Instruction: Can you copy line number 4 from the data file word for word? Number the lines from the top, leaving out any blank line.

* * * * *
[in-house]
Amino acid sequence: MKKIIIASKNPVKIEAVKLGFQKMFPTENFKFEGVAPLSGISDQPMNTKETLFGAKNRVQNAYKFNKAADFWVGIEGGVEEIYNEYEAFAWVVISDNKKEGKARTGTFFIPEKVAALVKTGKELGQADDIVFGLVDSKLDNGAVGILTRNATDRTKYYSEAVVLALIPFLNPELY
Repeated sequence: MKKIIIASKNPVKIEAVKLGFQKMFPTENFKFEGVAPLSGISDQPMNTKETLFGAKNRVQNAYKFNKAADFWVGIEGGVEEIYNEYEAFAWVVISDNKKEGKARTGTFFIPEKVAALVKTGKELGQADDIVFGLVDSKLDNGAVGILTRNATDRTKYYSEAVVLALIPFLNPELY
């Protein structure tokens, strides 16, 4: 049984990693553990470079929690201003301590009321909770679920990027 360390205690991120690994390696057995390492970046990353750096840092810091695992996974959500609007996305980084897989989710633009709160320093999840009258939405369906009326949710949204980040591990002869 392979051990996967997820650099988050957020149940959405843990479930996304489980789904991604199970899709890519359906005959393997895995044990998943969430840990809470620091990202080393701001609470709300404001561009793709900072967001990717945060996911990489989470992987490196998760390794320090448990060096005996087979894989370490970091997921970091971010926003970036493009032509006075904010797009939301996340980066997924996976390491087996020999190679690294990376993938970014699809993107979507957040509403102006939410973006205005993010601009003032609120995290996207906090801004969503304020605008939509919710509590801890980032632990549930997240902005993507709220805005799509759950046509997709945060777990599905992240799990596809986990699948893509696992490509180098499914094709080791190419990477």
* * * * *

């Protein structure tokens, strides 16, 4: 049984990693553990470079929690201003301590009321909770679920990027 360390205690991120690994390696057995390492970046990353750096840092810091695992996974959500609007996305980084897989989710633009709160320093999840009258939405369906009326949710949204980040591990002869 392979051990996967997820650099988050957020149940959405843990479930996304489980789904991604199970899709890519359906005959393997895995044990998943969430840990809470620091990202080393701001609470709300404001561009793709900072967001990717945060996911990489989470992987490196998760390794320090448990060096005996087979894989370490970091997921970091971010926003970036493009032509006075904010797009939301996340980066997924996976390491087996020999190679690294990376993938970014699809993107979507957040509403102006939410973006205005993010601009003032609120995290996207906090801004969503304020605008939509919710509590801890980032632990549930997240902005993507709220805005799509759950046509997709945060777990599905992240799990596809986990699948893509696992490509180098499914094709080791190419990477």